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Developing an Introduction: The Top-Down Model
What is an introduction?
An introduction is the first paragraph (or paragraphs) of any written work.
What is the function of an introduction?
- captures your audience's attention.
- gives background on your topic.
- develops interest in your topic.
- guides your reader to your thesis.
How can I write an introduction?There are three basic ways to write an introduction:
Many people write a rough draft and from that find out what their purpose really is and what they really believe. Then they revise the focus, language, or order of their introduction. This sequence -- of drafting an introduction and then revising and refining it once the body of the paper is sketched out -- is very common.None of the above situations is better!
- You can write the introduction after you write the body of your essay.
- You can write the introduction before you write the body of your essay.
- You can rough out the introduction first and then focus and revise it once you have written your essay.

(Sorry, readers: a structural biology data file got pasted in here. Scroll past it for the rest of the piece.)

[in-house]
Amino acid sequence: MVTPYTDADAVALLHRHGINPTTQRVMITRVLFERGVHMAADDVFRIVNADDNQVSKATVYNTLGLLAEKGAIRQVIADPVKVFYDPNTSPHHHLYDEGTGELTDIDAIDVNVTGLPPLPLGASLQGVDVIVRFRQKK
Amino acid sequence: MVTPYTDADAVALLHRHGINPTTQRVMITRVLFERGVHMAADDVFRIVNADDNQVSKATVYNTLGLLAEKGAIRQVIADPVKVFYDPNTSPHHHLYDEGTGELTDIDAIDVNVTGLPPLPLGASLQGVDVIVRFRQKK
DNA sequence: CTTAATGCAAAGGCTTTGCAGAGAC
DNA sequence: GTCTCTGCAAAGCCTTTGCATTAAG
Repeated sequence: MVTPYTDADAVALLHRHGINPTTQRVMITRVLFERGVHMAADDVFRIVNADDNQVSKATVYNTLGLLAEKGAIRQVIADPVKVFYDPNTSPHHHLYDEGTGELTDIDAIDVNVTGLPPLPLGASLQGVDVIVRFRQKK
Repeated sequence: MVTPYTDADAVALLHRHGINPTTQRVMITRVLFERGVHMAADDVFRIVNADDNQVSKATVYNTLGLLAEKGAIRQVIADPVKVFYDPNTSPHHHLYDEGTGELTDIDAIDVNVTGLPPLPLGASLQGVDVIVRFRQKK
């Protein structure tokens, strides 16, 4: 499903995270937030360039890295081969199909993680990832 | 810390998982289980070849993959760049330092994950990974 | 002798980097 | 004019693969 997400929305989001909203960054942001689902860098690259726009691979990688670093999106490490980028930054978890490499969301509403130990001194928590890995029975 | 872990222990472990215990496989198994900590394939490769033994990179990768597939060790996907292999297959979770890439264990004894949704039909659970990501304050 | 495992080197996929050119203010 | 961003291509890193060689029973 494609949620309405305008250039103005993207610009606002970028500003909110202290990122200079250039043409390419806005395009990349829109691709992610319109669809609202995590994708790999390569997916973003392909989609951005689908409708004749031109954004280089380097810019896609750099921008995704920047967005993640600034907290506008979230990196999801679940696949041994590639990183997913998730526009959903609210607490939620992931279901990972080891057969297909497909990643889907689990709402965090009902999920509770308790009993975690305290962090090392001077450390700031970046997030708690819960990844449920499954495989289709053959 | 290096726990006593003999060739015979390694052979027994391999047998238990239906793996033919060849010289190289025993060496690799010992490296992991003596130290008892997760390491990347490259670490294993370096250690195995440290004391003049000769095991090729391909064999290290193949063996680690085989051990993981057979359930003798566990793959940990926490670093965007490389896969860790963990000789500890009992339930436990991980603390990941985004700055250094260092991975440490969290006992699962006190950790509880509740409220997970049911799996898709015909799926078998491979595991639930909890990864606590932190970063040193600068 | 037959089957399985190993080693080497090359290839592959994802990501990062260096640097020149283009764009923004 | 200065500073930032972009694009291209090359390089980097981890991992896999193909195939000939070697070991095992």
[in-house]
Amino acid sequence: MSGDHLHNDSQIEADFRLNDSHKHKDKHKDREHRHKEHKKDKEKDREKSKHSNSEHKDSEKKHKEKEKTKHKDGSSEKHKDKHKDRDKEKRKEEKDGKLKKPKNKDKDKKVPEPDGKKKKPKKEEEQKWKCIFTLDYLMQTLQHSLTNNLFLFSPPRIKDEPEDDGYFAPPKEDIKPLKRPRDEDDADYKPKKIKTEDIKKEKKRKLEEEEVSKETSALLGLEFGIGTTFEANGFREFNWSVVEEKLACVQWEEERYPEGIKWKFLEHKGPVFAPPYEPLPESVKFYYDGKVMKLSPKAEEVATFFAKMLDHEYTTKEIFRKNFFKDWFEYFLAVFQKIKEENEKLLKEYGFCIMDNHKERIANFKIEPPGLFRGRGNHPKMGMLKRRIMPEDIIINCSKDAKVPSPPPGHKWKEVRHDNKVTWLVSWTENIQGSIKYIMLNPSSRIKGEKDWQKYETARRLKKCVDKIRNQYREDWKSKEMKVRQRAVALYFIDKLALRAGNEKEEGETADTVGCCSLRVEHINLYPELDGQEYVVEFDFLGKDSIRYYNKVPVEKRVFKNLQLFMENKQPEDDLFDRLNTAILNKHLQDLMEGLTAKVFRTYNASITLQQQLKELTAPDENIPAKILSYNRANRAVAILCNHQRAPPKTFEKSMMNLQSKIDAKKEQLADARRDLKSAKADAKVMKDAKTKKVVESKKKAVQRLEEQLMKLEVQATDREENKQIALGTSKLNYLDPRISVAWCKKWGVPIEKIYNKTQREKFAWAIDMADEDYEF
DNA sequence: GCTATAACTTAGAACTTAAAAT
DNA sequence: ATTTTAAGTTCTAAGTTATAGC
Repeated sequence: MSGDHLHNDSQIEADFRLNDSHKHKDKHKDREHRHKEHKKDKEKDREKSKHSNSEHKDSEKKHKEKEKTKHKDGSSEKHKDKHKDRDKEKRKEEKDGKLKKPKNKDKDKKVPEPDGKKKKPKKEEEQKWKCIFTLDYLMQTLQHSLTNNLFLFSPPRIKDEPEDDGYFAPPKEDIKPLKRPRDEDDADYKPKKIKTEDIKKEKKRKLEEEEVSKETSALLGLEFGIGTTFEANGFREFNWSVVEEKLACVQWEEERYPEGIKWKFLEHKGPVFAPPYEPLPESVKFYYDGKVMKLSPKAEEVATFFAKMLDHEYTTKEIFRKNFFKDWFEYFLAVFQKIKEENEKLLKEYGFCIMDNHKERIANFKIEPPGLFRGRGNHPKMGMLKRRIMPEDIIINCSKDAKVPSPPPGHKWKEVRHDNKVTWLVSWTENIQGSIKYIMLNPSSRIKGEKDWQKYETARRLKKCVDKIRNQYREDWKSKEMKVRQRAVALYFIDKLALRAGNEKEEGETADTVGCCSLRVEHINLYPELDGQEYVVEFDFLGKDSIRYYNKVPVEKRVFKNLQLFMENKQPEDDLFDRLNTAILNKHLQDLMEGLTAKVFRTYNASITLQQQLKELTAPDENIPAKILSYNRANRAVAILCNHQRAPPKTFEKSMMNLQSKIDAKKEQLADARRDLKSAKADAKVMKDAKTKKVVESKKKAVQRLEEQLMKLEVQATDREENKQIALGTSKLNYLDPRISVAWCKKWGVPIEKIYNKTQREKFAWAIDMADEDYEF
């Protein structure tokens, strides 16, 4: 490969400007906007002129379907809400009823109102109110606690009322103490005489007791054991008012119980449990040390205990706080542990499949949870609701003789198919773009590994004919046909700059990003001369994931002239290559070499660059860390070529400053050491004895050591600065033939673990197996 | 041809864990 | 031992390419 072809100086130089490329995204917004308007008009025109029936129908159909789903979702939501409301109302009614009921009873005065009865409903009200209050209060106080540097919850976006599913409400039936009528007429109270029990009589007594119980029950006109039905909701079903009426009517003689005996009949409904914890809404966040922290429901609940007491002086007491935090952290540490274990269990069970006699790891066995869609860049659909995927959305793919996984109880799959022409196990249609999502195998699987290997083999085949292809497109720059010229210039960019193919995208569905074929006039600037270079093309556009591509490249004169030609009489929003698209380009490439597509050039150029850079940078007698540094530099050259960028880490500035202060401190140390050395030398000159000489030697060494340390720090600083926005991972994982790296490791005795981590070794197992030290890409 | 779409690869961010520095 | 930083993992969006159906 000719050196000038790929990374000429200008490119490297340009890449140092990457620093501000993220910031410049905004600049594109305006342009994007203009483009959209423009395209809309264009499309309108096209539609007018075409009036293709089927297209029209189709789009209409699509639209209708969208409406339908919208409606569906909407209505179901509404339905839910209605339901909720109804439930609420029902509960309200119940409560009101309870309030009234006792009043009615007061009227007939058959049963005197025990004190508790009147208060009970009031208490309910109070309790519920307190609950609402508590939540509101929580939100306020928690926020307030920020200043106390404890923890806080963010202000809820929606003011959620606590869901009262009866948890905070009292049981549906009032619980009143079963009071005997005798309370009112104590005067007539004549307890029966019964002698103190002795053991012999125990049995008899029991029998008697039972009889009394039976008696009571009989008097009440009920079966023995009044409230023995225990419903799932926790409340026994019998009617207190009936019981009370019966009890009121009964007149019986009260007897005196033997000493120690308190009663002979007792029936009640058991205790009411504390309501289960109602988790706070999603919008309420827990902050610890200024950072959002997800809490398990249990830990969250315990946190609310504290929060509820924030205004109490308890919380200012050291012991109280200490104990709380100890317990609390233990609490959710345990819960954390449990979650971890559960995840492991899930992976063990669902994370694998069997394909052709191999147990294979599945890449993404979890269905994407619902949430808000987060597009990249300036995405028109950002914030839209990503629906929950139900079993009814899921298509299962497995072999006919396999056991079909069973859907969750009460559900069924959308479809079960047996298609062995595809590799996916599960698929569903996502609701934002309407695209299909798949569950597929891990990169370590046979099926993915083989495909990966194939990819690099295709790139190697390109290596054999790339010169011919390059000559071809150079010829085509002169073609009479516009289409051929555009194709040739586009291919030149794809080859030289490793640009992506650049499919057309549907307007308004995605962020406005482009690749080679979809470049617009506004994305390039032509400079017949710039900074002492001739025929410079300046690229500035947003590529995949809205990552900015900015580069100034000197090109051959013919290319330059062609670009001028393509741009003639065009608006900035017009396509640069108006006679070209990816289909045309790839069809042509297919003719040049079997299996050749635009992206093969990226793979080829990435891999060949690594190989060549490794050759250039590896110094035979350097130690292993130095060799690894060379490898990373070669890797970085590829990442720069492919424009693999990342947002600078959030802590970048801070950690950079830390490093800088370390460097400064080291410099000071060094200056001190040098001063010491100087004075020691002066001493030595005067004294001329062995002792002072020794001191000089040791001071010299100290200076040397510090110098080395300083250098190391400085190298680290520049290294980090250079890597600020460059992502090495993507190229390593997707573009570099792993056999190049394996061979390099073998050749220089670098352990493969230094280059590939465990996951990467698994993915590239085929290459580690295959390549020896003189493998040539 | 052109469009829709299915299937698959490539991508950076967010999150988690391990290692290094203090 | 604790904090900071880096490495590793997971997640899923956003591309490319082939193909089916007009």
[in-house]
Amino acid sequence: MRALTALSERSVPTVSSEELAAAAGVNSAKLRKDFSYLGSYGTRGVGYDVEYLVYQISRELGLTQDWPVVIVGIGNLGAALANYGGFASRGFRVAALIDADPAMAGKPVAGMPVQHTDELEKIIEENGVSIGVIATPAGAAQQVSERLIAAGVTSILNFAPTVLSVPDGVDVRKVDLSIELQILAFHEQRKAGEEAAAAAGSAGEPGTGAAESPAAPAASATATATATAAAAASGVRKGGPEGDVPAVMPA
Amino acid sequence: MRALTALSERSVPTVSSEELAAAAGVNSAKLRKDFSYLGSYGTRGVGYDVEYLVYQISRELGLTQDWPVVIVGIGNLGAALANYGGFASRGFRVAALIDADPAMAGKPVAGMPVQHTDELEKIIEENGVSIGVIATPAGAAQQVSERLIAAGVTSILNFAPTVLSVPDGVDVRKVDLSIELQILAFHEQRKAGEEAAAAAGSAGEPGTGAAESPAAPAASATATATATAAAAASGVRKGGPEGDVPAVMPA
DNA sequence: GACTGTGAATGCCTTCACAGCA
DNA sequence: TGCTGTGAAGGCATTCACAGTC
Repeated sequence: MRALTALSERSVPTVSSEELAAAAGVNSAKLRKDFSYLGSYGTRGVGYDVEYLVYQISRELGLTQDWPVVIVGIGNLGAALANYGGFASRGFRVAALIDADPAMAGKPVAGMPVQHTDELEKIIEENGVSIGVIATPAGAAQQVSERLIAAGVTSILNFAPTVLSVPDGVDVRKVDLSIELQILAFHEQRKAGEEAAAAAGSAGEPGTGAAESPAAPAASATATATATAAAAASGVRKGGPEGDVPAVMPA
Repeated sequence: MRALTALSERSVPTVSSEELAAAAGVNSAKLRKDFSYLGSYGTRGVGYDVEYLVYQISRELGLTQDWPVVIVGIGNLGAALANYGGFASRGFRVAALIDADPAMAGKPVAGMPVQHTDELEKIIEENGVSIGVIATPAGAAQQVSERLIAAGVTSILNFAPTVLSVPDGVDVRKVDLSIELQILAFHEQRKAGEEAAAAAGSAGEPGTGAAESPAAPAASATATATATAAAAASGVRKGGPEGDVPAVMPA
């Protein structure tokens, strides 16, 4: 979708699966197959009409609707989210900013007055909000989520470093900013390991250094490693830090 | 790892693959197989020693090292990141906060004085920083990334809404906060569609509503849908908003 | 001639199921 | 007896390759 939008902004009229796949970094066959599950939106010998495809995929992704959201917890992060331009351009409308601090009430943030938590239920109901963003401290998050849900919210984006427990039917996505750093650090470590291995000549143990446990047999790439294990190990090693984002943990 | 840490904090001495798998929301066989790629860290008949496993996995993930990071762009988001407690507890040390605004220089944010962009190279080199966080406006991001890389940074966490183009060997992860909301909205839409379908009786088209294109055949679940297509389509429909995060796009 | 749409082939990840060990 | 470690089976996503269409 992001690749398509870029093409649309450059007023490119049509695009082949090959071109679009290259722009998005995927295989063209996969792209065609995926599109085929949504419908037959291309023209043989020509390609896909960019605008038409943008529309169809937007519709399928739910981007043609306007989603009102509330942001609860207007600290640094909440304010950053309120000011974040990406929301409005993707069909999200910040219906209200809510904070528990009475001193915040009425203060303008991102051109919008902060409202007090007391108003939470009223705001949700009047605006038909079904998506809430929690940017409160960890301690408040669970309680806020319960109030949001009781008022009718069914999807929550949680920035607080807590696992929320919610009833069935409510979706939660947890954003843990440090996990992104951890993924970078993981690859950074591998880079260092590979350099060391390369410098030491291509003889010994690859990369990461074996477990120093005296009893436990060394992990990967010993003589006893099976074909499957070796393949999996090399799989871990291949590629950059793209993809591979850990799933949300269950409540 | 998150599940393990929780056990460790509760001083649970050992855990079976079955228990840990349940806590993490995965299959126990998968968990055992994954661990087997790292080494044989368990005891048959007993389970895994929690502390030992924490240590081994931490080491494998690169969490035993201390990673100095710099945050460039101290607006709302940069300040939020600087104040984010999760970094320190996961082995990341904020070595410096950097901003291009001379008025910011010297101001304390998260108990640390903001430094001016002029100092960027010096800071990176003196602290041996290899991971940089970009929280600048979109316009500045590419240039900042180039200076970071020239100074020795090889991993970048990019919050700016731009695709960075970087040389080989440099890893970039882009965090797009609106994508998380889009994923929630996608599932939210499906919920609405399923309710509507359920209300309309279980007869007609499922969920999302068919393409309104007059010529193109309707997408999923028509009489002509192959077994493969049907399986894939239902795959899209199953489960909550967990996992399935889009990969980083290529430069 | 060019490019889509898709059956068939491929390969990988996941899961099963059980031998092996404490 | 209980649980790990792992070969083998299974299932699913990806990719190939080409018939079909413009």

What goes on in an introduction?
There is no single right form for an introduction to take, but one common form that many writers use is the following:
- The introduction begins with a broad statement about the main idea. This statement might suggest background or the general category to which the thesis idea belongs.
- The next sentences are more specific, moving closer to the actual thesis of the essay.
- The final sentence of an introduction often contains a fairly specific version of the main idea; it is the thesis statement.
Do all introductions have four sentences?
No, introductions can have a very few to many sentences, or even be more than one paragraph in length, depending on the length of your essay. In short, the actual number of sentences in an introduction is not important.
© 1995-2004 The Write Place
This handout was written by Sam McCoy and revised by Sharon Cogdill for the Write Place, St. Cloud State University, St. Cloud, Minnesota; the html markup was done by Joe Mathison. This document may be copied for educational purposes only. If you copy this document, please include our copyright notice and the name of the writer; if you revise it, please add your name to the list of writers.
Last update: 15 November 2004